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steve000
2008-Feb-18, 01:54 PM
(I'm going to have to call it repulsive force/energy, basically because I don't know what to call it?)

I'm guessing that there was a repulsive force/energy that expanded in every possible direction (At the speed of light or faster) from the point of expansion (That must be still in effect today as the universe is still expanding)... What would the effect be (if there is any?), on that repulsive force/energy, if it interacts (in every possible direction) with a "wall" of mass energy?

Cougar
2008-Feb-18, 04:04 PM
I'm guessing that there was a repulsive force/energy that expanded in every possible direction (At the speed of light or faster) from the point of expansion...
Every point in space is a point of expansion. But you need to accumulate a length of 100 million or so lightyears of such points to be able to differentiate between the effect of expansion and local motion.

What would the effect be (if there is any?), on that repulsive force/energy, if it interacts (in every possible direction) with a "wall" of mass energy?
As suggested above, you'd need an awfully big "wall" to notice any effect at all. And I'm not sure "interaction" is even the right word.....

steve000
2008-Feb-18, 10:37 PM
Every point in space is a point of expansion.

Does energy travel across those reference points or has every reference point got it's own repulsive/energy point that never changes?

Cougar
2008-Feb-18, 11:09 PM
Does energy travel across those reference points or has every reference point got it's own repulsive/energy point that never changes?
Every point has its own repulsive/energy point that never changes. It is probably better to say that every volume of space has its own repulsive/energy content that never changes (but I suppose the volume one chooses can be arbitrarily small).

This is true if the accelerating expansion is accurately described by the cosmological constant (CC). (There are other possibilities.) The CC describes a simple scalar field where each point in space has a single number attached to it -- its expansion energy. With the CC, the odd thing is, as a volume of space expands, the energy content of its space does not get "thinner". It stays constant. If it wasn't like this, the expansion wouldn't be accelerating.

steve000
2008-Feb-19, 11:34 AM
Every point has its own repulsive/energy point that never changes. It is probably better to say that every volume of space has its own repulsive/energy content that never changes (but I suppose the volume one chooses can be arbitrarily small).

This is true if the accelerating expansion is accurately described by the cosmological constant (CC). (There are other possibilities.) The CC describes a simple scalar field where each point in space has a single number attached to it -- its expansion energy. With the CC, the odd thing is, as a volume of space expands, the energy content of its space does not get "thinner". It stays constant. If it wasn't like this, the expansion wouldn't be accelerating.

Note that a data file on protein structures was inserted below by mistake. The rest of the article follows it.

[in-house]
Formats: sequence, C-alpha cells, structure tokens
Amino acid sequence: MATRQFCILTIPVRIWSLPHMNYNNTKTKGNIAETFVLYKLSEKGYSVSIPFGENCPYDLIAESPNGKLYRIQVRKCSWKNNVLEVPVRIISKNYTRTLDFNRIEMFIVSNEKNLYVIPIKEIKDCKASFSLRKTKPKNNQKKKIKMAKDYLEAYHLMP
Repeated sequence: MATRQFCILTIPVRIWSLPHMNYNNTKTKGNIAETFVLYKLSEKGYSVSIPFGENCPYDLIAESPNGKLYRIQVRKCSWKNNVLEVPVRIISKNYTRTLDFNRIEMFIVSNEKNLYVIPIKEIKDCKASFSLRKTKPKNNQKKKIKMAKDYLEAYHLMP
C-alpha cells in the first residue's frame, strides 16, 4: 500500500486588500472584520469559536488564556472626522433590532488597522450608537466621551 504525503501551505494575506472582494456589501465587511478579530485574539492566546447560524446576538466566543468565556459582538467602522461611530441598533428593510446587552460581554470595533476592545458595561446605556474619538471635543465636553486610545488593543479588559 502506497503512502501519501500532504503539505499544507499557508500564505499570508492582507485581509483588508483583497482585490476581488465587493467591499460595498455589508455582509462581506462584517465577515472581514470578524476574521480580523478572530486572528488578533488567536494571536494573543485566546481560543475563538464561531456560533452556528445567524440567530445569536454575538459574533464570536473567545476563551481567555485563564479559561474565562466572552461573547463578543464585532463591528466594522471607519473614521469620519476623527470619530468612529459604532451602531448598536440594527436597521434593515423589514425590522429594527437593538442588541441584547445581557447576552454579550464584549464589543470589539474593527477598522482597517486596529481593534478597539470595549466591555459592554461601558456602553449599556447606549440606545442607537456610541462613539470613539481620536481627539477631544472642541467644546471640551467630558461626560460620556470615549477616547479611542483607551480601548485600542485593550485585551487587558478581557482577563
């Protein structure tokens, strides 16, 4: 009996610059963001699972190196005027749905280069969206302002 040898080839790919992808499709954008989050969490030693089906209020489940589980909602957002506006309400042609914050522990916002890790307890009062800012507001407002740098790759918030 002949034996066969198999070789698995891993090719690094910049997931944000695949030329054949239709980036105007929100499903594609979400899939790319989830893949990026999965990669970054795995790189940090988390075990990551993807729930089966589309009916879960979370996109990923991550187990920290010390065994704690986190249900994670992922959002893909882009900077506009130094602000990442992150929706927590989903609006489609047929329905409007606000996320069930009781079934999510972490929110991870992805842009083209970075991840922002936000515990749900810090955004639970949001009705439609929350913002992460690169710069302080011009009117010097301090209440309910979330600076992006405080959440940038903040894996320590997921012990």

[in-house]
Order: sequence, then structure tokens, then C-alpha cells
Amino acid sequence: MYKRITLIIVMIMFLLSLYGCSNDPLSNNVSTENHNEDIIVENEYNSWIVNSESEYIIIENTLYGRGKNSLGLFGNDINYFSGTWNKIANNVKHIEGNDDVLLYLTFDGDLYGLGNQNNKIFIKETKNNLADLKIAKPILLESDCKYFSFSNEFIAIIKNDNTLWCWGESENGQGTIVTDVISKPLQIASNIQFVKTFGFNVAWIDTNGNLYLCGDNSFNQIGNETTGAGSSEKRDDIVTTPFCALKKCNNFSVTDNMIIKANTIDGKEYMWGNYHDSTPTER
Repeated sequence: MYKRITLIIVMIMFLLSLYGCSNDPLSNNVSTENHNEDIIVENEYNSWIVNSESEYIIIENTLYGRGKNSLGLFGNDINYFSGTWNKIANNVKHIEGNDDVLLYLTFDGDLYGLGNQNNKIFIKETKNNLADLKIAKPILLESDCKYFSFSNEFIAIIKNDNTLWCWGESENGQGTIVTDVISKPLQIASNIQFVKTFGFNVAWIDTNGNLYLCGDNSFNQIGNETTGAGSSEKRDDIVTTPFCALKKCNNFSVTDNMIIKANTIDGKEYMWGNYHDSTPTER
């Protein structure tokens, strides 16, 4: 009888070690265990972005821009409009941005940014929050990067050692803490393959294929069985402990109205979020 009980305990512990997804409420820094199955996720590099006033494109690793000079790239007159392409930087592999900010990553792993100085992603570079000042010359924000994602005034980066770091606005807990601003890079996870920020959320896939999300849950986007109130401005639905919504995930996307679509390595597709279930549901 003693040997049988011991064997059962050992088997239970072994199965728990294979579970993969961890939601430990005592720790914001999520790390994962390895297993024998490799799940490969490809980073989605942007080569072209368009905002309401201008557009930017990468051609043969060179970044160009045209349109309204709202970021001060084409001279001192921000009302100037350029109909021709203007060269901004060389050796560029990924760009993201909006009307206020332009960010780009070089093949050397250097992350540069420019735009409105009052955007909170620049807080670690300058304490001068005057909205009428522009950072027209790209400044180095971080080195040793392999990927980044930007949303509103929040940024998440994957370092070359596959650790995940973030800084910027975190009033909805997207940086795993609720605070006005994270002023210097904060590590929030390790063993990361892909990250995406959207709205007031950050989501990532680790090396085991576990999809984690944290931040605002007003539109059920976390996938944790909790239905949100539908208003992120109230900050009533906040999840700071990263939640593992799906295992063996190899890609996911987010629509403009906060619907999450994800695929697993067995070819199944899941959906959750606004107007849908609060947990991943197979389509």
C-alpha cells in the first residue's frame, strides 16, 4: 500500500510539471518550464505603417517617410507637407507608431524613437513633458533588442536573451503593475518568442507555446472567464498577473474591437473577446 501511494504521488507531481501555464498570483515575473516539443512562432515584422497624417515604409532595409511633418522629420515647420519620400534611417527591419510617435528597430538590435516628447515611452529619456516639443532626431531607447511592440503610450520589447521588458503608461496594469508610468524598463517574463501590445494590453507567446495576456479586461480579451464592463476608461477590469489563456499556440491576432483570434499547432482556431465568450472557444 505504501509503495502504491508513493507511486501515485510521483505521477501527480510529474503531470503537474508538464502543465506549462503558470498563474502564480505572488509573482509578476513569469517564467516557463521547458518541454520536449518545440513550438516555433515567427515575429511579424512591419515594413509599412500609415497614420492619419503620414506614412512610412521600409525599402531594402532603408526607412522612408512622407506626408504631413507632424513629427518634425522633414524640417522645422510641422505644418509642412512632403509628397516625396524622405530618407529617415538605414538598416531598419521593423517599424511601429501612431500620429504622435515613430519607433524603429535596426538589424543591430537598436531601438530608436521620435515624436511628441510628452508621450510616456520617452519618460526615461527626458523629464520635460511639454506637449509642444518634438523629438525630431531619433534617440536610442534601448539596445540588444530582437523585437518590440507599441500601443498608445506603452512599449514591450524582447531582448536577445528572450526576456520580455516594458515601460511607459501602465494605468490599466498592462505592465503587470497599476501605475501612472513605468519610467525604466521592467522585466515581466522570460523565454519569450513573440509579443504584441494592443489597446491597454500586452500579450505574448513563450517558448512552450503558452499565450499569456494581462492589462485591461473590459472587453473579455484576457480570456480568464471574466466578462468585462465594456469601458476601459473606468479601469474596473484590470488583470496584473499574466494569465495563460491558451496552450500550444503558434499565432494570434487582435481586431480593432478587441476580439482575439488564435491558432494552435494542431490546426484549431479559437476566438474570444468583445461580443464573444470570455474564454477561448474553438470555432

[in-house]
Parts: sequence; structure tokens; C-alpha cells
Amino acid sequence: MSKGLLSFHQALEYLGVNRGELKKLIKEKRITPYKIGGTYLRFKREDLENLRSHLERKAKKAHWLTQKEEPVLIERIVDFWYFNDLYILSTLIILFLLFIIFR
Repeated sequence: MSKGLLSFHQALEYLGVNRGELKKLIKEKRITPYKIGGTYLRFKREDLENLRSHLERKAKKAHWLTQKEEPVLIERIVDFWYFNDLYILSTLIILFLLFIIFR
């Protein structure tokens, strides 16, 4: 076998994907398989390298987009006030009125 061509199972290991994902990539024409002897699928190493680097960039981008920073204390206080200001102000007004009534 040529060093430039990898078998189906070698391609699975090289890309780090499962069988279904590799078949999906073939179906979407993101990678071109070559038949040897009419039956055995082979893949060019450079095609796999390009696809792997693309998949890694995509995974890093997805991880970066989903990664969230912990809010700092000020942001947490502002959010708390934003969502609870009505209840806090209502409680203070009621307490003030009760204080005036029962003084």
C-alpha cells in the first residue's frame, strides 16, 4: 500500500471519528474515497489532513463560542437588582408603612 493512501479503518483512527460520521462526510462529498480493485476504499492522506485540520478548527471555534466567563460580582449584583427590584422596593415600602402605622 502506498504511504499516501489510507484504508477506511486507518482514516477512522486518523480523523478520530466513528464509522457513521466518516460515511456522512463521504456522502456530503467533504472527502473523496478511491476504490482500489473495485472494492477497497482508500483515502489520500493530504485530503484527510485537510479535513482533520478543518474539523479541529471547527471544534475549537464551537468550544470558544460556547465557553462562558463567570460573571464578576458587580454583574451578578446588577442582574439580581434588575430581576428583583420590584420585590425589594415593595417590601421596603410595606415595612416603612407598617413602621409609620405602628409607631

I could be reading this wrong but is that saying the expansion energy increases to fill in the gaps (or thinning density) that would be expected by the expansion of an area, so that it remains constant & the increase causes the acceleration?

Cougar
2008-Feb-19, 02:39 PM
While that would have the same outcome, I wouldn't say there's any energy increase to fill in the gaps. I think of it more like a bacterium that asexually reproduces. Where there was one, now there's two, and they're the same. Of course, this analogy breaks down very quickly. There is no outside "nutrient" allowing the process to continue, etc.

steve000
2008-Feb-19, 02:54 PM
While that would have the same outcome, I wouldn't say there's any energy increase to fill in the gaps. I think of it more like a bacterium that asexually reproduces. Where there was one, now there's two, and they're the same. Of course, this analogy breaks down very quickly. There is no outside "nutrient" allowing the process to continue, etc.

Yes... I didn't really mean that there was something with a handful of energy replacing it when needed :) ... and your analogy helps me understand how it is happening...

steve000
2008-Feb-19, 03:46 PM
Has it always multiplied at the same rate..and do we know the speed that it multiplies at?

steve000
2008-Feb-19, 05:42 PM
(in fear of looking a nut job) I'd better clarify why I was asking (in my first question) about expansion energy interacting with a "wall" of mass energy... I wasn't sure if there was any movement (probably the wrong word) across the reference points in space (therefore that's why I asked would there be any "interaction") and not just the outward force...

And as seen as that is not the case....My question probably sounded a bit stupid... :)